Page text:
Beyond Politics: Afro-Am Diversifies

Susan Dawkins '89 was talking to a judge in her hometown about her aspirations to be a lawyer last year, and the judge asked her what her concentration was. Dawkins told the judge, "Afro-American Studies," at which point he asked her why she, a Black American, would choose a concentration that he considered to be redundant. Today, Dawkins has added on Government to her Afro-American concentration after often having to defend the legitimacy of a degree in Afro-Am.

After almost 20 years as a Harvard department, Afro-American Studies still draws second glances in many non-academic circles. Many of its approximately 20 concentrators are joint concentrators, and all five of its professors hold joint appointments. An inter-disciplinary department, Afro-American Studies has undergone many changes, including a dwindling number of professors and growing number of concentrators. Its courses are cross-listed under the specific concentrations to which they are related. And people still question whether it is legitimate.

Born out of the turmoil of the 1969 riots, the Afro-American Studies Department is becoming more and more intellectual, leaving its political roots behind. "People think the Afro-American Department is more politically than scholarly motivated--which is really a misconception," says current department chairman Werner Sollors, professor of American Literature and Language and of Afro-American Studies.

Assistant Professor of Afro-American Studies and Sociology Roderick J. Harrison, who participated in the 1969 riots which brought about the establishment of the Afro-American Department, agrees that the department has taken on a much more scholarly atmosphere. He says, "This change has probably been good since there is simply no way that it could have been the kind of department students wanted and still have established itself here."

The combination that the University has devised to please both sides is rather unique. Unlike many other colleges, Harvard offers a full-fledged degree in Afro-American Studies, as opposed to a smattering of courses. The department goes beyond the curricular, as many of its professors are leading research experts in the field, and the University hosts a number of educational programs through the W.E.B. DuBois Institute.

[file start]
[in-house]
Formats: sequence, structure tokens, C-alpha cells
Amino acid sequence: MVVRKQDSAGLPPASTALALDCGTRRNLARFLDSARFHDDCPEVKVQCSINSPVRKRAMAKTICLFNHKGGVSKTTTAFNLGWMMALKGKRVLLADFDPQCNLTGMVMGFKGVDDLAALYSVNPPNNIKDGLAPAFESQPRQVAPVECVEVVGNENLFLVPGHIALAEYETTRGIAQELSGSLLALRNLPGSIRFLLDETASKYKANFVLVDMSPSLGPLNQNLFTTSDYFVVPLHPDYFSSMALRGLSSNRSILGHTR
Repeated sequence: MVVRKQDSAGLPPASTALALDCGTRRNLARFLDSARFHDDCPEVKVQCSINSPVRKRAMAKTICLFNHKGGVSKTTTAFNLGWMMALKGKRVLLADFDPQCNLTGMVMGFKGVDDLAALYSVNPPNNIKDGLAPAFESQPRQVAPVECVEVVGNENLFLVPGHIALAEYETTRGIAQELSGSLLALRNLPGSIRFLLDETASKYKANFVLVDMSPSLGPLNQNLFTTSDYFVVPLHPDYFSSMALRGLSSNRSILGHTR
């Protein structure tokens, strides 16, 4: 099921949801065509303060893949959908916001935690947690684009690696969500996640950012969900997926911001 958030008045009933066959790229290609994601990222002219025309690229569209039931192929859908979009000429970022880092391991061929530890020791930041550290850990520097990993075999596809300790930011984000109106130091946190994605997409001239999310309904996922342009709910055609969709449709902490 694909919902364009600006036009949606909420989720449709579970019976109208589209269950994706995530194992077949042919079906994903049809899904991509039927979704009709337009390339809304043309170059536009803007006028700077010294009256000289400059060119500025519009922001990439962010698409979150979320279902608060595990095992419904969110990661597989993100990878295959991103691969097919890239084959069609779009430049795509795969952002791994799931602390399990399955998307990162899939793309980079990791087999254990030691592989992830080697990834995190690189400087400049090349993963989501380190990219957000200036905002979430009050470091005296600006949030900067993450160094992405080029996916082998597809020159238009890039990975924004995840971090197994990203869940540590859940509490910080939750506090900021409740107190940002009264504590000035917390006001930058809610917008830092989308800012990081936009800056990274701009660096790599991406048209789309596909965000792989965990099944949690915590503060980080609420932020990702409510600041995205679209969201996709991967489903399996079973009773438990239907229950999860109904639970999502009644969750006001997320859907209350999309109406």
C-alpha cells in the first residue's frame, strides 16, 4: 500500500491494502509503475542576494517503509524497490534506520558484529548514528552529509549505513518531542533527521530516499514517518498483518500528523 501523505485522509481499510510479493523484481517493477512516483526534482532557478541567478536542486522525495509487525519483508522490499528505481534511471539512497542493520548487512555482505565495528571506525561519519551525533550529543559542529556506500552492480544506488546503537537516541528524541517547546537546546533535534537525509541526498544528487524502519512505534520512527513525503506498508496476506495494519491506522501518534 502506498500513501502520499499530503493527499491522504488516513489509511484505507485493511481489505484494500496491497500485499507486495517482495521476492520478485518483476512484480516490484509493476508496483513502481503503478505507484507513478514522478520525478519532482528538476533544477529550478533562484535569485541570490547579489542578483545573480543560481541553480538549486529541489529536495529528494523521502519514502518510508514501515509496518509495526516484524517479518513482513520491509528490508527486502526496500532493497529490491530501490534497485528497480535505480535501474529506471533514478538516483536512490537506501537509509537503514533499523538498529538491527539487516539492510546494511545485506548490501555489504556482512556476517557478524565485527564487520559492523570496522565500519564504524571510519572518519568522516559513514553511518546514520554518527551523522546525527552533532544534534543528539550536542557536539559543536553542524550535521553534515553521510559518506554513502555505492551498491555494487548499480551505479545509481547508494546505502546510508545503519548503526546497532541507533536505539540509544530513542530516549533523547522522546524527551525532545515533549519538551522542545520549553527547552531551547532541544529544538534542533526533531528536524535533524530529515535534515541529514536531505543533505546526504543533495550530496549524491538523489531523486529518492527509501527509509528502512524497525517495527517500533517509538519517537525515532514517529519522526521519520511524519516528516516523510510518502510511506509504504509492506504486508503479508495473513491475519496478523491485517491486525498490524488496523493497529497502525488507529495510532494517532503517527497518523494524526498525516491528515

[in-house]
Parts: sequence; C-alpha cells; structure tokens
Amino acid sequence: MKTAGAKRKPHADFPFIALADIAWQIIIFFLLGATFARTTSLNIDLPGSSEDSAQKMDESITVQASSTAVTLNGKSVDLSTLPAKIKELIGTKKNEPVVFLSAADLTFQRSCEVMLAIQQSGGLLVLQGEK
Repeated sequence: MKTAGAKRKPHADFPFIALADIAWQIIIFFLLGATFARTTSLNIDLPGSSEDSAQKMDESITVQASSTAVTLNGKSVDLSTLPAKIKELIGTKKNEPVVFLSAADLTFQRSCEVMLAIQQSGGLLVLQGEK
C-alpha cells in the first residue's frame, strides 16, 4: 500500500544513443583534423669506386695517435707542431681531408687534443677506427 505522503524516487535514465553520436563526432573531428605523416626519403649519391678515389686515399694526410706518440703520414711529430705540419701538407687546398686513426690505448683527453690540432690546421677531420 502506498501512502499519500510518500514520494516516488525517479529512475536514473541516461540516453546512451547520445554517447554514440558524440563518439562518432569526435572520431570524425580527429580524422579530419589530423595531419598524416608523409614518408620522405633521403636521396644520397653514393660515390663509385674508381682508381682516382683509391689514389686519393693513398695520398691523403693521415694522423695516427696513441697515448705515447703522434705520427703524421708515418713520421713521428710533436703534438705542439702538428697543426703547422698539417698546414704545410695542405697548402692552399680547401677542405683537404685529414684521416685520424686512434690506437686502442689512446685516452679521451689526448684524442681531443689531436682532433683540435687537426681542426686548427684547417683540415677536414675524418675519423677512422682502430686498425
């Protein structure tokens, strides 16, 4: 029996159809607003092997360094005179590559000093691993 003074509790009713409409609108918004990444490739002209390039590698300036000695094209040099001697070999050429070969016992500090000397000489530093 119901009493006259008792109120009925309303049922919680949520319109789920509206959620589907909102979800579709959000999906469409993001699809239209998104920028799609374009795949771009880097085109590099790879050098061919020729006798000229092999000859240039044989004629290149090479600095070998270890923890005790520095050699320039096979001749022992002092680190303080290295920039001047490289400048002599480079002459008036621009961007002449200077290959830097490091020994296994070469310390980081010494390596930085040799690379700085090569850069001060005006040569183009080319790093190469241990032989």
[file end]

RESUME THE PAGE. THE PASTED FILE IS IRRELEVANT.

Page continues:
The department is also growing in both size and scope. While the department is currently searching for specialists in the field of visual art, DuBois Professor of History and of Afro-American Studies Nathan Huggins, who came to Harvard in 1980, stresses the irreduceable importance of history and literature in Afro-American studies, both of which the department offers several courses in.

Assistant Professor of Afro-American Studies Carol O. Herron, who came to Harvard this year to augment the department's literature offerings, this spring taught a course on Afro-American poetry. Herron, who previously studied Latin American epic fiction on a Fulbright Award in Mexico, is an expert on Milton and the epic. "My work involves showing the way in which the Afro-American epic has developed in America with African, American and European sources," she says.

But Afro-American studies would be incomplete if they were restricted to history and literature, Huggins says. He cites the need for an ethnomusicologist in the department, saying, "It is hard to imagine someone studying Afro-American life, history and culture without exposure to its music, because it is such an important element in the culture."

Sociology provides a link to politically-related Afro-American studies. Harrison, who specializes in sociology, says that while the Afro-American Department embraces a very intellectual approach, the subject itself can not be looked at without investigating the political elements as well.

Even with this disparate and broad approach, Afro-American Studies has yet to gain popularity among the student body, because many students call it unpractical. Therefore, students decide to double-major. Says Dawkins, "It is hard to legitimate Afro-Am studies to the outside world--to both Blacks and whites."

David Lattimore '88, who majors in Afro-Am and economics, says, "Afro-American studies falls conceptually low on an academic priority list. But this is reflective of society's prejudices, not of an understanding of the intellectual field." While Lattimore says he likes Afro-American studies more than economics, he adds it is just not as practical as the more popular department.

Catha Worthman '89, a white student majoring in Afro-Am, says she receives a wide range of reactions when she tells people her concentration, "It really varies. The reaction is usually dependent on the person's politics."

Most students who major in Afro-American Studies say that in no way is it less rigorous than other concentrations. Dawkins, however, says that Afro-American concentrators tend to be more relaxed than those in other departments. "They are not really as intense as those in government," she says. "They're more compassionate, especially with the reserve readings, they're never all out at once."